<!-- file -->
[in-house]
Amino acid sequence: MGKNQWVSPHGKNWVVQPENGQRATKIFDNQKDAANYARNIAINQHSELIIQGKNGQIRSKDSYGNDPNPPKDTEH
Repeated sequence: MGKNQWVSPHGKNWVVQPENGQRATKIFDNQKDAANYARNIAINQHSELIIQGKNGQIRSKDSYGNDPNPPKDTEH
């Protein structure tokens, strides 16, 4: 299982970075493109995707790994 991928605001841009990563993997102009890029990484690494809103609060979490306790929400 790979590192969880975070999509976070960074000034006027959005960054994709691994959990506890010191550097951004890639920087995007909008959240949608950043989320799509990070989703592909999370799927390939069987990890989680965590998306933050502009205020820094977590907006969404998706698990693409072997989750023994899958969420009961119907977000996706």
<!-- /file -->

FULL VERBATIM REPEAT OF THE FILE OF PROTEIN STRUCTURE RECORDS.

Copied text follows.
[in-house]
Amino acid sequence: MGKNQWVSPHGKNWVVQPENGQRATKIFDNQKDAANYARNIAINQHSELIIQGKNGQIRSKDSYGNDPNPPKDTEH
Repeated sequence: MGKNQWVSPHGKNWVVQPENGQRATKIFDNQKDAANYARNIAINQHSELIIQGKNGQIRSKDSYGNDPNPPKDTEH
């Protein structure tokens, strides 16, 4: 299982970075493109995707790994 991928605001841009990563993997102009890029990484690494809103609060979490306790929400 790979590192969880975070999509976070960074000034006027959005960054994709691994959990506890010191550097951004890639920087995007909008959240949608950043989320799509990070989703592909999370799927390939069987990890989680965590998306933050502009205020820094977590907006969404998706698990693409072997989750023994899958969420009961119907977000996706």